Mary Zhuo Ke became a CSF Scholar in third grade at St. Joseph School in Manhattan’s Chinatown. After graduating from Cathedral High School, she earned a full scholarship to the University of Pennsylvania. Recently, Mary was accepted into Penn State’s Ph.D. program for biomedical engineering, and sat down with us on Zoom to discuss how her CSF scholarship gave her access to a caring learning environment that led to a career in neuroscience and bioengineering. Here are some excerpts from her interview.
Moving to New York City: My parents, when they immigrated to the United States, were very lost, trying to find their way. But they found a lot of inspiration and guidance through the Catholic Church. They met sisters who recommended Catholic school [for me]. But they couldn’t afford it, so they weren’t sure how they were going to give me the best education possible where I would get a lot of one-on-one attention, especially since my first language wasn’t English.
Getting a CSF scholarship to attend St. Joseph School: [Until then,] I didn’t really have the most stable kind of lifestyle because I had to constantly move. Within two years, I think I moved to three different schools because my parents were looking for jobs and so on. So I didn’t really get to make friends or focus on my education as much. Once I got to the Catholic school that was funded by CSF, I really started to kind of have a family at school. Not just my parents but also my teachers became my family, and that was just so valuable to me.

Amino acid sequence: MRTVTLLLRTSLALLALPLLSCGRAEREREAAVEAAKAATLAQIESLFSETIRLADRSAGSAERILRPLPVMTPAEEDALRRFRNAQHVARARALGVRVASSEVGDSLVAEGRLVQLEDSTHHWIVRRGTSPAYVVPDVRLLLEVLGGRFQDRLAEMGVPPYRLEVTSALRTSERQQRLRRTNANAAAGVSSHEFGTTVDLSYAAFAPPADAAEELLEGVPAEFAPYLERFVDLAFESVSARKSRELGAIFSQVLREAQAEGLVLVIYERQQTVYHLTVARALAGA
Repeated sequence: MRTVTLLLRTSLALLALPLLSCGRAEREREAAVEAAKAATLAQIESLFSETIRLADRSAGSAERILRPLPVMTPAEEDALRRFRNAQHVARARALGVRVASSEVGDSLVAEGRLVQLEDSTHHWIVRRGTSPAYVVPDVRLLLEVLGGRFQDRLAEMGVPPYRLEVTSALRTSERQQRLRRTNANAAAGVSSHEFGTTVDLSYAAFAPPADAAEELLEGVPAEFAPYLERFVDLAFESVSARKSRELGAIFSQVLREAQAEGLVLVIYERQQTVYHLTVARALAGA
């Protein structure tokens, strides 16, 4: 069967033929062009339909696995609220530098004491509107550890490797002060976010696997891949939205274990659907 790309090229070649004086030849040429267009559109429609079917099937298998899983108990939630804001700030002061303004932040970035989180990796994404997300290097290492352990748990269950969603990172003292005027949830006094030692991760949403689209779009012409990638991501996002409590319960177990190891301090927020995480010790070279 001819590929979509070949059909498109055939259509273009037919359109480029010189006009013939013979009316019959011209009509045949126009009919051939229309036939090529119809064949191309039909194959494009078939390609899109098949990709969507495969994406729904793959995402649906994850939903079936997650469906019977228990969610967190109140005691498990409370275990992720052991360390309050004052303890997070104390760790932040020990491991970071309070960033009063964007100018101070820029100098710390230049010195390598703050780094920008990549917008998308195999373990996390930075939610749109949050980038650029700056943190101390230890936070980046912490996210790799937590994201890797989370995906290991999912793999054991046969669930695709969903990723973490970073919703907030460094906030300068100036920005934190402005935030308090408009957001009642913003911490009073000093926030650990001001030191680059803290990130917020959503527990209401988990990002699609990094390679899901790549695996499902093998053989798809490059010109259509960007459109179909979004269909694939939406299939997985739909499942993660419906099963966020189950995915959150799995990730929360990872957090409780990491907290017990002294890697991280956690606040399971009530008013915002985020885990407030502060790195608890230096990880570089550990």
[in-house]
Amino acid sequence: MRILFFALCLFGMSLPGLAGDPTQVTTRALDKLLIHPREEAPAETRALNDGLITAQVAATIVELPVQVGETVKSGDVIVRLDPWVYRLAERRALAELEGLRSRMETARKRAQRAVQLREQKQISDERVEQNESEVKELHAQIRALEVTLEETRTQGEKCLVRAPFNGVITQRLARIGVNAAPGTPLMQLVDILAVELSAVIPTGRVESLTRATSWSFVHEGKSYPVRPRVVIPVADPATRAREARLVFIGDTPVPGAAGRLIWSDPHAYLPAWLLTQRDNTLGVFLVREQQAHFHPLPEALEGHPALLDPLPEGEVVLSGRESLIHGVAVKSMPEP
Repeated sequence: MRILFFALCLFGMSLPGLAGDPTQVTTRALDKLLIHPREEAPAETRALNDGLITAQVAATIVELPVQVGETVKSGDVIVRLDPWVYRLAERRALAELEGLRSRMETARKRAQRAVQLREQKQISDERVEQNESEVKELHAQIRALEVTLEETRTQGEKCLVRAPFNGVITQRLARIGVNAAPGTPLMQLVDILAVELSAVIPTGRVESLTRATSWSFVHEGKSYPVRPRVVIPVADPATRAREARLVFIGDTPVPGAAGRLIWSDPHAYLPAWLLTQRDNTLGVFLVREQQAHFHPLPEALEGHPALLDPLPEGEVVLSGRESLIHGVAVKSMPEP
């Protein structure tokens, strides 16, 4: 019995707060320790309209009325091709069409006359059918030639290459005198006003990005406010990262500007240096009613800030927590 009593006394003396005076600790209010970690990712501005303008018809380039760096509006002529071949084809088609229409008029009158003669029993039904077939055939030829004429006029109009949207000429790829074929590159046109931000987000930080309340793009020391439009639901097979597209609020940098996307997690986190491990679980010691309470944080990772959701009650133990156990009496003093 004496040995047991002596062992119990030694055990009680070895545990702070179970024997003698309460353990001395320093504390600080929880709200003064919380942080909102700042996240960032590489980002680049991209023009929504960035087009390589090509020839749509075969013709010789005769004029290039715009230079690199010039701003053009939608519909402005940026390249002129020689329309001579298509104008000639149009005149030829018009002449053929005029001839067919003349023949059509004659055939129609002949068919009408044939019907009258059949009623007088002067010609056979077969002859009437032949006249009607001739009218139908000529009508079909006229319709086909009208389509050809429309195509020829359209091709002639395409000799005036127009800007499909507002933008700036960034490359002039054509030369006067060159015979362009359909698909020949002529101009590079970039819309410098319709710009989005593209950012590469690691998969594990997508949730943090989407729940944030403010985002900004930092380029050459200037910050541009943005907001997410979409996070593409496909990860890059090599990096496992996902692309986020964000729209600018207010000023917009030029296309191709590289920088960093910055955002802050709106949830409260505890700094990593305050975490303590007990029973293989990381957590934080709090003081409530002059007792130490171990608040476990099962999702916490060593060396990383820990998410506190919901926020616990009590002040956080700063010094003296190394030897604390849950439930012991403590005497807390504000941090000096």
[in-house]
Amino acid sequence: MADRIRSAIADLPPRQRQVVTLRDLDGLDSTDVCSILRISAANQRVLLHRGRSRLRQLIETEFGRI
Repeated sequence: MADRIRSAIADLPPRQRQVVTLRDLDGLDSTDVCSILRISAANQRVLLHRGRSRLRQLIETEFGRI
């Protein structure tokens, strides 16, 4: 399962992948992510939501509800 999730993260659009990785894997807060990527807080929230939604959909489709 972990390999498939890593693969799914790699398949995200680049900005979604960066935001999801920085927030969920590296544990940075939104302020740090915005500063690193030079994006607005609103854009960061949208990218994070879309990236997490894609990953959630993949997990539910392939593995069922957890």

Why neuroscience and bioengineering?: I was always interested in how people learn. Although I studied engineering throughout my undergrad, I realized I still had a lot of questions, specifically about the brain and taking that deeper understanding and applying those findings to building medical devices that would be really meaningful and impactful. This sounds corny, but I tried to follow my heart by just seeing what made me want to get up in the morning, and applying for this Ph.D. program was essentially the means for me to just spend all my time learning as much as possible about the research I’m interested in.
Post-Ph.D. goals: I just really enjoy the process of brainstorming and learning and, even if I fail, constantly getting up and seeing, “How do I rethink this?” So, I want to continue to do that even after the Ph.D. That could be applying for post-doc fellowships, and, along with that, finding ways to mentor young scientists, because I really find a lot of value in showing the importance of STEM to people like my sister. I want to be able to continue to tackle complex questions. So wherever I can do that is where I will go.